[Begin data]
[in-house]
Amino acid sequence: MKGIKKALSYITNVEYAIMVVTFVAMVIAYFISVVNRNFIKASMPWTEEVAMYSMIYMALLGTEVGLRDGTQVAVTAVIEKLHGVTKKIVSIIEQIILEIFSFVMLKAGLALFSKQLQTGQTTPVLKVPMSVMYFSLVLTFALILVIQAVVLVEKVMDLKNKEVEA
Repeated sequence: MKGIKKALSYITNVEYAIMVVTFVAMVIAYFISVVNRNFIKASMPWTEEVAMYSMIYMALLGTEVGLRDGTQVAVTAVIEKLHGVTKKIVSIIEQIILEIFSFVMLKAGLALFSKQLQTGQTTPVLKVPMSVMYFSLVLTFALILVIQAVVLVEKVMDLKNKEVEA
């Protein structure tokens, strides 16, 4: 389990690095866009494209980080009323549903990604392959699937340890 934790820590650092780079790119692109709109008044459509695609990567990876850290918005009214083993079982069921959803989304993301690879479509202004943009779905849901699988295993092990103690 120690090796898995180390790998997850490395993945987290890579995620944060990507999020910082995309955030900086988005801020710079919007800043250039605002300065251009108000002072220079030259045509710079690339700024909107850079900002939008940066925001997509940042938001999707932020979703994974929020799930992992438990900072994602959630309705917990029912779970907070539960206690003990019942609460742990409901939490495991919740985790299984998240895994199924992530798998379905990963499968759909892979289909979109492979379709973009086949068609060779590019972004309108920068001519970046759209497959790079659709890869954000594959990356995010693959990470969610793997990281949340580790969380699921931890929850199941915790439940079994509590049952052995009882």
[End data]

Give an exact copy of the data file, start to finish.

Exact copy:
[in-house]
Amino acid sequence: MKGIKKALSYITNVEYAIMVVTFVAMVIAYFISVVNRNFIKASMPWTEEVAMYSMIYMALLGTEVGLRDGTQVAVTAVIEKLHGVTKKIVSIIEQIILEIFSFVMLKAGLALFSKQLQTGQTTPVLKVPMSVMYFSLVLTFALILVIQAVVLVEKVMDLKNKEVEA
Repeated sequence: MKGIKKALSYITNVEYAIMVVTFVAMVIAYFISVVNRNFIKASMPWTEEVAMYSMIYMALLGTEVGLRDGTQVAVTAVIEKLHGVTKKIVSIIEQIILEIFSFVMLKAGLALFSKQLQTGQTTPVLKVPMSVMYFSLVLTFALILVIQAVVLVEKVMDLKNKEVEA
């Protein structure tokens, strides 16, 4: 389990690095866009494209980080009323549903990604392959699937340890 934790820590650092780079790119692109709109008044459509695609990567990876850290918005009214083993079982069921959803989304993301690879479509202004943009779905849901699988295993092990103690 120690090796898995180390790998997850490395993945987290890579995620944060990507999020910082995309955030900086988005801020710079919007800043250039605002300065251009108000002072220079030259045509710079690339700024909107850079900002939008940066925001997509940042938001999707932020979703994974929020799930992992438990900072994602959630309705917990029912779970907070539960206690003990019942609460742990409901939490495991919740985790299984998240895994199924992530798998379905990963499968759909892979289909979109492979379709973009086949068609060779590019972004309108920068001519970046759209497959790079659709890869954000594959990356995010693959990470969610793997990281949340580790969380699921931890929850199941915790439940079994509590049952052995009882």